Tuesday, January 11, 2011

The Post-Modern College Kid

I was a superstar my senior year in high school. Only two things swelled my ego more than watching clueless freshmen get in trouble. One was praise from parents and teachers, and their pats on the back and sugar-sweet phrases. “You’re such a good student! And we’re going to miss you next year!” The other thing was the college admission process. By the time I took my SATs, I had a respectable collection of college brochures.

And anyone who has seen a college brochure should know how cool they are. They shine and shimmer like gold. Some even have multiple pages, depending on how much they like you. The pictures of campus look like someone put Oxford University in the fields of Elysium. The students smile like they’re living in paradise. And their testimonies burst with passion and purpose. And the list of luxuries and majors make your eyes water. How do you choose between such paradises?

I did. I’m currently a freshman at my own “Oxfelysium”, Benedictine College. I loved the brochures. And when I went to an overnight, I was completely seduced. I completed my first semester in December.

This experience gives me the right to say something authoritative about college students. I think there’s a conception people have about them, and I don’t like it.

Take a look at one of those brochures, if you have one. Or Google some college websites. I guarantee you will see a picture of a student, of a special kind. He (or she) is physically attractive, not like a movie star but never ugly. Usually the person’s wearing a comfy hoodie, or a polo and khakis at the most. Casual wear. Comfortable wear. They always smile, practically boasting of what a wonderful time they’re having. That’s the image of the conception.

And here’s the expectation. Peers and superiors tell me, as I go to school, to study hard and have fun. They want me to put in the time, and keep the grades up, and do activities and make friends. Oh, and don’t drink or get anyone pregnant. Keep that up for four years. Get the degree. And take on the world! I tell them sometime, with a playful smile, that I’m not working as hard as they think. Laughs ensue. Life goes on. It’s okay if I slack a little.

In essence, from what I gather, the college student is expected to stay out of trouble, get along with everybody, get fine grades, do a plethora of activities, have good times and good friends, and graduate in four years to the acclaim of all. I cannot accept this ideal.

That whole “don’t get in trouble” idea cannot be right. I have friends who drink. If I have a drunk friend who needs to get back home, I’d like to think I would find him and get him home. Even if it means getting caught at a party where people are breaking the law. Friendship should be more important than putting up a good show. We still have moral obligations, understand. But what if those run against what people consider “getting in trouble”?

And about that degree. What good is it? Is it truly why we go to college? Our purpose there cannot be the fun times or friendships; both are everywhere, and not just at school. The degree, then? No! The degree can help get a job. But that’s only to get a home, clothes, food and the other necessities. It gives knowledge and understanding about a subject, but it’s just one subject in the end. Something else must be involved. Something that covers all the subjects. That something is the quest for truth, or God.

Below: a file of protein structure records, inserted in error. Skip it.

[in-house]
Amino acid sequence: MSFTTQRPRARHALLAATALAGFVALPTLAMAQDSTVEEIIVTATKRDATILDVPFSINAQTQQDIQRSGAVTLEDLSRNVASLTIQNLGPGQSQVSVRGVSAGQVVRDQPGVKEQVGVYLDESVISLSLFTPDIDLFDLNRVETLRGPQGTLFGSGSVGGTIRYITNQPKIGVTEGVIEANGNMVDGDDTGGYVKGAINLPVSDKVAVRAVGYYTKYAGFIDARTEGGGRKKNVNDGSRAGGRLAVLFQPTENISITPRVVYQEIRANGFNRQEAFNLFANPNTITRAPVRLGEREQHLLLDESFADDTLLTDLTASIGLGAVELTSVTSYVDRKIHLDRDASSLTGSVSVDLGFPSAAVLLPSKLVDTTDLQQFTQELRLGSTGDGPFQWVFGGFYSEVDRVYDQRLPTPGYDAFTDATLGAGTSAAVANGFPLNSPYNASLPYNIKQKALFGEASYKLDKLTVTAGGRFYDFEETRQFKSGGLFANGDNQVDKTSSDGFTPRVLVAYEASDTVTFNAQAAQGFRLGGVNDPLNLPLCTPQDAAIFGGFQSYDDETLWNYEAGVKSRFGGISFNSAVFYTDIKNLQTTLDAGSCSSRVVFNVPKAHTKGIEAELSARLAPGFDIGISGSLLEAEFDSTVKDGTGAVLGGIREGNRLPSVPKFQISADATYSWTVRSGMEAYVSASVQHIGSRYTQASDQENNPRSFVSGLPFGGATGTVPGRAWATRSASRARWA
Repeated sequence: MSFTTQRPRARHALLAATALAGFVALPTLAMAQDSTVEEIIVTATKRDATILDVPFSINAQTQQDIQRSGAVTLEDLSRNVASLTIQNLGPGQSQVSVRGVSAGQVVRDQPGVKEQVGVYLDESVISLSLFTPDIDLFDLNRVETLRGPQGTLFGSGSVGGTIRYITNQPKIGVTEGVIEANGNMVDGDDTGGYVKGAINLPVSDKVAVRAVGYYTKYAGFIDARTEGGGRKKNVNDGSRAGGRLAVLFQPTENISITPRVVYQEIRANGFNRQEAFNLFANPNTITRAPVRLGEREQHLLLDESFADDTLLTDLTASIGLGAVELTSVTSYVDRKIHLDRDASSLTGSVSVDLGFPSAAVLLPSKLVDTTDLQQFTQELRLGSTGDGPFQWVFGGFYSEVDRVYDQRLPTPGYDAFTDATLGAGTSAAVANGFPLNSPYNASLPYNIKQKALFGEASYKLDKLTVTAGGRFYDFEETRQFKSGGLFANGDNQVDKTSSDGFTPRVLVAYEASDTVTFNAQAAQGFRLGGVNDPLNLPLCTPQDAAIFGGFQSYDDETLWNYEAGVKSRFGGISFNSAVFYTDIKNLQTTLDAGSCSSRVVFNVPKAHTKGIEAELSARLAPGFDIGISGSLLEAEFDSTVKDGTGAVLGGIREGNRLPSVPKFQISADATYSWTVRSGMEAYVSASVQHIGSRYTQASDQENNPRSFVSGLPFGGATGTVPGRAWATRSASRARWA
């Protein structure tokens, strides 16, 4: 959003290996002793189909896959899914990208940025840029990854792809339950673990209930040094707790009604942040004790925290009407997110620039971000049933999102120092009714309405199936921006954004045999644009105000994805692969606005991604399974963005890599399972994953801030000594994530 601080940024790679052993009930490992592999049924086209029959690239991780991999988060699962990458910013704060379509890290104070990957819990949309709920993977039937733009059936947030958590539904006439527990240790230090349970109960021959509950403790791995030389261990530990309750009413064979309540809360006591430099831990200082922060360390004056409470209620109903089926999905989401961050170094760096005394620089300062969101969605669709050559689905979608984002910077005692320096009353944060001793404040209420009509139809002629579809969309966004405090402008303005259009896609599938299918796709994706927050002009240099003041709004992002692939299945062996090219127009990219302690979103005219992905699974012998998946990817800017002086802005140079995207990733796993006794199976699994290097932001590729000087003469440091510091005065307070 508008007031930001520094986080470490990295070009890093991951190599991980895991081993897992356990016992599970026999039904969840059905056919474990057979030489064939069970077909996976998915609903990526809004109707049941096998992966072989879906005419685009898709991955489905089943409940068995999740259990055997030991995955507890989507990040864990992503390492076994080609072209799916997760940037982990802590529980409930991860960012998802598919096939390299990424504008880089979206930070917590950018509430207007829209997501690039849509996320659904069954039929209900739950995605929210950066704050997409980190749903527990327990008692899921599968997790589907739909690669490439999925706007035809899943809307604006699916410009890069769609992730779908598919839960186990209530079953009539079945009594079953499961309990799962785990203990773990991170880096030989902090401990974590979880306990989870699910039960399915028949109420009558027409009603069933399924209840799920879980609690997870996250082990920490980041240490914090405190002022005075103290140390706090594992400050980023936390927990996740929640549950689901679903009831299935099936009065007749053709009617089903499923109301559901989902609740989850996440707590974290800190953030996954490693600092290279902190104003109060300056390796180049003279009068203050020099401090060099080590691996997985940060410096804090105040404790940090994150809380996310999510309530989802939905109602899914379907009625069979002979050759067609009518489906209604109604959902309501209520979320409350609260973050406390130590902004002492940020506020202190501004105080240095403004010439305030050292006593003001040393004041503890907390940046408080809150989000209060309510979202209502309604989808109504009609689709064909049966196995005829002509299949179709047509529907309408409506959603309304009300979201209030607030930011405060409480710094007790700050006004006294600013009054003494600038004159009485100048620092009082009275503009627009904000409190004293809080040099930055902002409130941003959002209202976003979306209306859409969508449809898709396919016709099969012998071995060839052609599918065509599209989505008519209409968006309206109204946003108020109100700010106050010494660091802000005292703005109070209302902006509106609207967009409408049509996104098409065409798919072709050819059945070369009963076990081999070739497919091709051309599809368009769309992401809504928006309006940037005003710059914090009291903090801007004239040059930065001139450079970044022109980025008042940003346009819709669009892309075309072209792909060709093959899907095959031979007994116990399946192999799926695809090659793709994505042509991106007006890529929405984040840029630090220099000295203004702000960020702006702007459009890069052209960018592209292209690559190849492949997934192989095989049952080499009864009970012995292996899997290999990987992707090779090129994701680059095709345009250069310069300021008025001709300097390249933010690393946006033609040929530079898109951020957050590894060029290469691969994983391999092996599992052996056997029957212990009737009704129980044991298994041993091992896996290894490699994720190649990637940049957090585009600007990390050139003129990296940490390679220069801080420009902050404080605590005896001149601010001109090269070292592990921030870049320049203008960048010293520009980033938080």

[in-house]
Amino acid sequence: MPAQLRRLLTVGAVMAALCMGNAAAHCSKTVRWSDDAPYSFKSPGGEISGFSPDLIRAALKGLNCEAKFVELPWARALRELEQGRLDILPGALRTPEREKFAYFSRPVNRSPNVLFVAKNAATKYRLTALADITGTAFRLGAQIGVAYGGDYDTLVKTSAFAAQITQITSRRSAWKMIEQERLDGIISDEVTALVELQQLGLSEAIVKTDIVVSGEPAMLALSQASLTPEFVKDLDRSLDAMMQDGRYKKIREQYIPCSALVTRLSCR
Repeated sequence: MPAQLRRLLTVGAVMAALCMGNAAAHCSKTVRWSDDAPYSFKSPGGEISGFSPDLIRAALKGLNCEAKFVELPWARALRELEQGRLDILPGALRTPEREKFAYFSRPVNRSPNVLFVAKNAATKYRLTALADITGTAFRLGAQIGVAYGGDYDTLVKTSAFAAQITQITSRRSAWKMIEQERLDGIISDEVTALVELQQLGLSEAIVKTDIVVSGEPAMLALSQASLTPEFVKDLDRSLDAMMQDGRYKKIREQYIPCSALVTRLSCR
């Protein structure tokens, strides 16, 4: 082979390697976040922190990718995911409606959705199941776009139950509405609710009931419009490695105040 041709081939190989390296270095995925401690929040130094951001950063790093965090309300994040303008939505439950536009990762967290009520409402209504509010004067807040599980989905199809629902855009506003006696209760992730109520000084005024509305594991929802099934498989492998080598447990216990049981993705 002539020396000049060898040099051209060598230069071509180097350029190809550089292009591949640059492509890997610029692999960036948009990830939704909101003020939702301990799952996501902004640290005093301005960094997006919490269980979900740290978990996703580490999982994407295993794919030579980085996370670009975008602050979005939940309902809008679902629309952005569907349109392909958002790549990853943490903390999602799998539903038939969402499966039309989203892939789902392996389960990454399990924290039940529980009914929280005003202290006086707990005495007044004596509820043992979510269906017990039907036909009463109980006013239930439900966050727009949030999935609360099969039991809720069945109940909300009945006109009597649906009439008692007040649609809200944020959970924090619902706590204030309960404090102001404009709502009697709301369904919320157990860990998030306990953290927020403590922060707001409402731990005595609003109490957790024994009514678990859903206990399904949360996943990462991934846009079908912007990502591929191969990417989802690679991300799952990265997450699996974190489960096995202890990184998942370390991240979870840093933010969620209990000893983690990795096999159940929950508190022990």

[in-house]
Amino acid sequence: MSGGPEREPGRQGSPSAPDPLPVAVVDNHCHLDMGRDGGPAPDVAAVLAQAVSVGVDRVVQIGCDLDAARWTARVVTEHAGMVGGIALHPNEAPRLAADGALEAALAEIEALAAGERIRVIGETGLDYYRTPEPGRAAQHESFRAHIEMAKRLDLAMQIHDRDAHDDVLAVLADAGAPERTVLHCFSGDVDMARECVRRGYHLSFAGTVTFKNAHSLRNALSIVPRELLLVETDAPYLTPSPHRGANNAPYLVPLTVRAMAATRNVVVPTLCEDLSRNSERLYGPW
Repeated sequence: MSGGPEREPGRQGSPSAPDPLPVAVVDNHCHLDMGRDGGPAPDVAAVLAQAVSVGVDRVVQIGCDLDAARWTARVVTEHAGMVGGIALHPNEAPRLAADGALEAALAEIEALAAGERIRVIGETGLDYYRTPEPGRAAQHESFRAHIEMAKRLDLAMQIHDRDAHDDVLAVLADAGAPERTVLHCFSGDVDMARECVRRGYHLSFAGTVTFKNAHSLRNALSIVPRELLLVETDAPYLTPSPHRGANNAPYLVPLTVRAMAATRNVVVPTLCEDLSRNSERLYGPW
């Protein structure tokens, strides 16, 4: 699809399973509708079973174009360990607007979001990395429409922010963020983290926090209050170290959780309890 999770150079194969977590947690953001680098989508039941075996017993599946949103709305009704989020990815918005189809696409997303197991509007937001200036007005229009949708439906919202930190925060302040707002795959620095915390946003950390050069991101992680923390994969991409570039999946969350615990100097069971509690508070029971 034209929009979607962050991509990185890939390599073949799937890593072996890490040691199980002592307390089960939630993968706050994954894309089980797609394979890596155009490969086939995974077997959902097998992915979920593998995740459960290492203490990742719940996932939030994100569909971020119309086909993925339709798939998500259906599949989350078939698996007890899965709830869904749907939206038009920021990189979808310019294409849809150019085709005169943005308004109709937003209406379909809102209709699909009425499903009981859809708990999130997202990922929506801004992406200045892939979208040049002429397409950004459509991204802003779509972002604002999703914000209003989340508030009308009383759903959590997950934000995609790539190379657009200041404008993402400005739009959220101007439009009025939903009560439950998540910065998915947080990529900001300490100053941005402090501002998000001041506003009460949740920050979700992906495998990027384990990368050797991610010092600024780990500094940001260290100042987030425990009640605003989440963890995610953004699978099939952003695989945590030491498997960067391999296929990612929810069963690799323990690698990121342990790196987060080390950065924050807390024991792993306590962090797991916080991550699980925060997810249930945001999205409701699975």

This quest won’t always fall in line with what people want. What if Johnny McCharming disagrees with Brad Darling about abortion, and neither presses the issue? Neither of them will challenge each other. They will hold their opinions. They will learn nothing. They will grow no closer to the truth. Surely that is not what college students are meant to do! When you’re trying to find the answer to everything, you will step on someone’s toes. Can that image of sweet complacency hold you back?

These concerns may seem trivial. But I cannot dismiss them. In the end, everyone must understand oneself, and what is going in the world, and what the world is, and why one isthere, and why he’s there, and what he’s going to do in it. If people are caught up in that college image I described, and not those questions, then there’s a problem. Purge your mind of that smiling, hip youngster in the hoodie. He needs all the prodding and pushing he can get to confront the big questions. The ones whose answers spell his fate and that of his world.


  1. As someone who works at a college & knows why they select who they do for those ads etc, where do I begin? Without putting my job at risk for telling too much?

    The short answer is PR spin, plain & simple. & bluntly, much of it is aimed at the parents, not the students.

    As I said, that is only the short answer. But it still gives away too much.

    Now that I have given away more than I should, I'll probably have to go into witness protection.

  2. My, my, my. Are they that desperate to keep their image up?

    In all seriousness, that's an interesting point, and one I hadn't thought of before. Now I dislike the imagery even more. A security blanket for parents doesn't sit well with me, considering what's at stake.

  3. Yup, It's all about the appearances.

    I'll leave it at that.